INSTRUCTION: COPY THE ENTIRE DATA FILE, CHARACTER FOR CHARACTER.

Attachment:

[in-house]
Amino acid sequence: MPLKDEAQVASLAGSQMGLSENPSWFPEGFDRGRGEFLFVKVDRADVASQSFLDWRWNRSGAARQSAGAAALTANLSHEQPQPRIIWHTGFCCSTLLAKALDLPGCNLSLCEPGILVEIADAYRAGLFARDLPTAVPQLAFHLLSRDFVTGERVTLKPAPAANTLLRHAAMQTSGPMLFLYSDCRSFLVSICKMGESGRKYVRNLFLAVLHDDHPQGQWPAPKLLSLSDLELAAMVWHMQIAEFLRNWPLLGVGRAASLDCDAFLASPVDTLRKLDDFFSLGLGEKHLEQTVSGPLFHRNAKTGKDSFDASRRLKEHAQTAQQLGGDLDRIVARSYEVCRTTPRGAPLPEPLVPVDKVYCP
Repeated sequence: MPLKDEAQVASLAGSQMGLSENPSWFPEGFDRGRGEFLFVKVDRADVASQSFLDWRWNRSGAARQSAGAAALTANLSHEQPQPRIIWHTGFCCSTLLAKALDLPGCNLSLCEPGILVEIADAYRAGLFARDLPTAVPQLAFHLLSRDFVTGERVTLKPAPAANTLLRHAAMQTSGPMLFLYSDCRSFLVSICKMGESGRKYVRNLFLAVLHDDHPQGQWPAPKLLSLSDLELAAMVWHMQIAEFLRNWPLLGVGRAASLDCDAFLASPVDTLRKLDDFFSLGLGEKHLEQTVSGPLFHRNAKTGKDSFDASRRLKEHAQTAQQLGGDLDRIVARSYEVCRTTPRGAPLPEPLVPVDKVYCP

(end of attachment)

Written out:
[in-house]
Amino acid sequence: MPLKDEAQVASLAGSQMGLSENPSWFPEGFDRGRGEFLFVKVDRADVASQSFLDWRWNRSGAARQSAGAAALTANLSHEQPQPRIIWHTGFCCSTLLAKALDLPGCNLSLCEPGILVEIADAYRAGLFARDLPTAVPQLAFHLLSRDFVTGERVTLKPAPAANTLLRHAAMQTSGPMLFLYSDCRSFLVSICKMGESGRKYVRNLFLAVLHDDHPQGQWPAPKLLSLSDLELAAMVWHMQIAEFLRNWPLLGVGRAASLDCDAFLASPVDTLRKLDDFFSLGLGEKHLEQTVSGPLFHRNAKTGKDSFDASRRLKEHAQTAQQLGGDLDRIVARSYEVCRTTPRGAPLPEPLVPVDKVYCP
Repeated sequence: MPLKDEAQVASLAGSQMGLSENPSWFPEGFDRGRGEFLFVKVDRADVASQSFLDWRWNRSGAARQSAGAAALTANLSHEQPQPRIIWHTGFCCSTLLAKALDLPGCNLSLCEPGILVEIADAYRAGLFARDLPTAVPQLAFHLLSRDFVTGERVTLKPAPAANTLLRHAAMQTSGPMLFLYSDCRSFLVSICKMGESGRKYVRNLFLAVLHDDHPQGQWPAPKLLSLSDLELAAMVWHMQIAEFLRNWPLLGVGRAASLDCDAFLASPVDTLRKLDDFFSLGLGEKHLEQTVSGPLFHRNAKTGKDSFDASRRLKEHAQTAQQLGGDLDRIVARSYEVCRTTPRGAPLPEPLVPVDKVYCP